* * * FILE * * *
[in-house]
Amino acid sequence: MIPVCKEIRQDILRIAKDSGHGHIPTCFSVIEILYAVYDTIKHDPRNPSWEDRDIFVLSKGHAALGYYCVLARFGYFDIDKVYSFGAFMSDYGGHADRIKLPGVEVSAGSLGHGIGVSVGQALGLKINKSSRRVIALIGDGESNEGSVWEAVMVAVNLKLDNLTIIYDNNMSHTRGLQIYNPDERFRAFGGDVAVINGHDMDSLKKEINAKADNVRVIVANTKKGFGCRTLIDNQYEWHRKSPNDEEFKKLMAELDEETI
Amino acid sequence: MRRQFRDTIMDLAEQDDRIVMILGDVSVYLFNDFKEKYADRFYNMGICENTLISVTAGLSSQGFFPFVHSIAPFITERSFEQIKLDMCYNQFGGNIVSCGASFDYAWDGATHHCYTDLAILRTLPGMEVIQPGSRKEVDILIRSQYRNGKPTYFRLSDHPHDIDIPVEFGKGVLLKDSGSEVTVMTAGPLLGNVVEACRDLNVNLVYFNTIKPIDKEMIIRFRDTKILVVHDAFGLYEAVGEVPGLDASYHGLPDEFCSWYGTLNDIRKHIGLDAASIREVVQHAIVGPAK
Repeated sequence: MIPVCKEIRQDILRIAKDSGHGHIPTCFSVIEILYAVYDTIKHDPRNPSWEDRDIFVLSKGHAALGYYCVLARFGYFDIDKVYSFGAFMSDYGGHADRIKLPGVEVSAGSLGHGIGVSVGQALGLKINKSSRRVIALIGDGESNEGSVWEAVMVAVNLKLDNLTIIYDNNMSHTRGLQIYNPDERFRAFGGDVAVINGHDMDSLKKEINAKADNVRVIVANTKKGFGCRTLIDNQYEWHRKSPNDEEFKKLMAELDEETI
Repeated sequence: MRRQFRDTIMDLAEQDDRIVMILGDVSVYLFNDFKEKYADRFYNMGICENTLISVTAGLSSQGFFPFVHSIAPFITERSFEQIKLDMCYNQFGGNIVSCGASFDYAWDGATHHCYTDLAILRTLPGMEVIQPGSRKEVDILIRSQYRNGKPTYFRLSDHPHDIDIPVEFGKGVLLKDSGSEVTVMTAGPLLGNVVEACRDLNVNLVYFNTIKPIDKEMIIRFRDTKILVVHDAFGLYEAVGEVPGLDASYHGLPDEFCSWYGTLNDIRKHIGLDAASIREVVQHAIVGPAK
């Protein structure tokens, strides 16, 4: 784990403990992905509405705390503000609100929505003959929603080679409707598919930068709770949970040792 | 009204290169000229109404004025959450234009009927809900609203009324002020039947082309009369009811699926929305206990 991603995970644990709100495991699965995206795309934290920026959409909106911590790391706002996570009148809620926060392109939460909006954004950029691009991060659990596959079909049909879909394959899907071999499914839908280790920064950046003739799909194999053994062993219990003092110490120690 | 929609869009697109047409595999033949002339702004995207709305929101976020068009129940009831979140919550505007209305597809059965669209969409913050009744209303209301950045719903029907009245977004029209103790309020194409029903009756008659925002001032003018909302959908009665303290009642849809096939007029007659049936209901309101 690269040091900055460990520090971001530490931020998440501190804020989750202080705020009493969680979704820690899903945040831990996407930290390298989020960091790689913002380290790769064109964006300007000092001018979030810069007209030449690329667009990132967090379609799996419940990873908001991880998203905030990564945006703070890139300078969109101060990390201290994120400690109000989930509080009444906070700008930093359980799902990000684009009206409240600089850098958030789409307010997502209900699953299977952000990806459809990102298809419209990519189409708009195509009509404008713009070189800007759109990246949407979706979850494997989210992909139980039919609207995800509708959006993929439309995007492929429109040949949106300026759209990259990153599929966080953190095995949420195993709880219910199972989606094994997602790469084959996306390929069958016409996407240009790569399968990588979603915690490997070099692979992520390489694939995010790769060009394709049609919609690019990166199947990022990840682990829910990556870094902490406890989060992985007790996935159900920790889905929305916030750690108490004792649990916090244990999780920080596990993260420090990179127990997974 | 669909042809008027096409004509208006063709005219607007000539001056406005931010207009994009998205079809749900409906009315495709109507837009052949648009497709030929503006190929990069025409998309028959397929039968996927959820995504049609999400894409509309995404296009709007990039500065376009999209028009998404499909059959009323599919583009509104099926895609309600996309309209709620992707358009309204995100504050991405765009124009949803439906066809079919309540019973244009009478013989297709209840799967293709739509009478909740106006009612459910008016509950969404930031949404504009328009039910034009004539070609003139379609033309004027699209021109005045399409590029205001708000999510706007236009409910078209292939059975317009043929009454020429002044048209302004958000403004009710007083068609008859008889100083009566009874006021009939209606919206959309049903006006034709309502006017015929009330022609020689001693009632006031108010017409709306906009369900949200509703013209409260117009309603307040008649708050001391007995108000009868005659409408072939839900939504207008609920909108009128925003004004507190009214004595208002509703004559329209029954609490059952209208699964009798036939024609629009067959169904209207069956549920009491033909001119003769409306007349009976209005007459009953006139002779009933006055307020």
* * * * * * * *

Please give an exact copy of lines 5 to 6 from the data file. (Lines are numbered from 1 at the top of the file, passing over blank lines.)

Repeated sequence: MRRQFRDTIMDLAEQDDRIVMILGDVSVYLFNDFKEKYADRFYNMGICENTLISVTAGLSSQGFFPFVHSIAPFITERSFEQIKLDMCYNQFGGNIVSCGASFDYAWDGATHHCYTDLAILRTLPGMEVIQPGSRKEVDILIRSQYRNGKPTYFRLSDHPHDIDIPVEFGKGVLLKDSGSEVTVMTAGPLLGNVVEACRDLNVNLVYFNTIKPIDKEMIIRFRDTKILVVHDAFGLYEAVGEVPGLDASYHGLPDEFCSWYGTLNDIRKHIGLDAASIREVVQHAIVGPAK
């Protein structure tokens, strides 16, 4: 784990403990992905509405705390503000609100929505003959929603080679409707598919930068709770949970040792 | 009204290169000229109404004025959450234009009927809900609203009324002020039947082309009369009811699926929305206990 991603995970644990709100495991699965995206795309934290920026959409909106911590790391706002996570009148809620926060392109939460909006954004950029691009991060659990596959079909049909879909394959899907071999499914839908280790920064950046003739799909194999053994062993219990003092110490120690 | 929609869009697109047409595999033949002339702004995207709305929101976020068009129940009831979140919550505007209305597809059965669209969409913050009744209303209301950045719903029907009245977004029209103790309020194409029903009756008659925002001032003018909302959908009665303290009642849809096939007029007659049936209901309101 690269040091900055460990520090971001530490931020998440501190804020989750202080705020009493969680979704820690899903945040831990996407930290390298989020960091790689913002380290790769064109964006300007000092001018979030810069007209030449690329667009990132967090379609799996419940990873908001991880998203905030990564945006703070890139300078969109101060990390201290994120400690109000989930509080009444906070700008930093359980799902990000684009009206409240600089850098958030789409307010997502209900699953299977952000990806459809990102298809419209990519189409708009195509009509404008713009070189800007759109990246949407979706979850494997989210992909139980039919609207995800509708959006993929439309995007492929429109040949949106300026759209990259990153599929966080953190095995949420195993709880219910199972989606094994997602790469084959996306390929069958016409996407240009790569399968990588979603915690490997070099692979992520390489694939995010790769060009394709049609919609690019990166199947990022990840682990829910990556870094902490406890989060992985007790996935159900920790889905929305916030750690108490004792649990916090244990999780920080596990993260420090990179127990997974 | 669909042809008027096409004509208006063709005219607007000539001056406005931010207009994009998205079809749900409906009315495709109507837009052949648009497709030929503006190929990069025409998309028959397929039968996927959820995504049609999400894409509309995404296009709007990039500065376009999209028009998404499909059959009323599919583009509104099926895609309600996309309209709620992707358009309204995100504050991405765009124009949803439906066809079919309540019973244009009478013989297709209840799967293709739509009478909740106006009612459910008016509950969404930031949404504009328009039910034009004539070609003139379609033309004027699209021109005045399409590029205001708000999510706007236009409910078209292939059975317009043929009454020429002044048209302004958000403004009710007083068609008859008889100083009566009874006021009939209606919206959309049903006006034709309502006017015929009330022609020689001693009632006031108010017409709306906009369900949200509703013209409260117009309603307040008649708050001391007995108000009868005659409408072939839900939504207008609920909108009128925003004004507190009214004595208002509703004559329209029954609490059952209208699964009798036939024609629009067959169904209207069956549920009491033909001119003769409306007349009976209005007459009953006139002779009933006055307020």